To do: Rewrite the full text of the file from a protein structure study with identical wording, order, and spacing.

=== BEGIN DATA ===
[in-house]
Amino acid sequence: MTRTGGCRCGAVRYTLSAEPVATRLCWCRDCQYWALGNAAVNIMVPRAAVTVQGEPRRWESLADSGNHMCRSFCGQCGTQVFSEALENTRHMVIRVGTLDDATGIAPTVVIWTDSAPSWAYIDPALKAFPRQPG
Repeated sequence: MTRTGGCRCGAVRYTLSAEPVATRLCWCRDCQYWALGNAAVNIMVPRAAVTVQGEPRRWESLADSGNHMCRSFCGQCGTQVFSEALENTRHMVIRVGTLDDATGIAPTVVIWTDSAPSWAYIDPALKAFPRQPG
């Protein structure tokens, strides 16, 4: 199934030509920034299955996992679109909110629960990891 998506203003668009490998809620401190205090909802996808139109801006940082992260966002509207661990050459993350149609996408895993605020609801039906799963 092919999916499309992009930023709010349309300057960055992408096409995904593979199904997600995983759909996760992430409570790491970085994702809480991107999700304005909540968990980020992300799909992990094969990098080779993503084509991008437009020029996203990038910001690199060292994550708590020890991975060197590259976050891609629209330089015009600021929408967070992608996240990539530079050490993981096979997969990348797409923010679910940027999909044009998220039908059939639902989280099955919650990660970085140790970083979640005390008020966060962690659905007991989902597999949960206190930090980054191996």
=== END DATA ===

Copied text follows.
[in-house]
Amino acid sequence: MTRTGGCRCGAVRYTLSAEPVATRLCWCRDCQYWALGNAAVNIMVPRAAVTVQGEPRRWESLADSGNHMCRSFCGQCGTQVFSEALENTRHMVIRVGTLDDATGIAPTVVIWTDSAPSWAYIDPALKAFPRQPG
Repeated sequence: MTRTGGCRCGAVRYTLSAEPVATRLCWCRDCQYWALGNAAVNIMVPRAAVTVQGEPRRWESLADSGNHMCRSFCGQCGTQVFSEALENTRHMVIRVGTLDDATGIAPTVVIWTDSAPSWAYIDPALKAFPRQPG
């Protein structure tokens, strides 16, 4: 199934030509920034299955996992679109909110629960990891 998506203003668009490998809620401190205090909802996808139109801006940082992260966002509207661990050459993350149609996408895993605020609801039906799963 092919999916499309992009930023709010349309300057960055992408096409995904593979199904997600995983759909996760992430409570790491970085994702809480991107999700304005909540968990980020992300799909992990094969990098080779993503084509991008437009020029996203990038910001690199060292994550708590020890991975060197590259976050891609629209330089015009600021929408967070992608996240990539530079050490993981096979997969990348797409923010679910940027999909044009998220039908059939639902989280099955919650990660970085140790970083979640005390008020966060962690659905007991989902597999949960206190930090980054191996």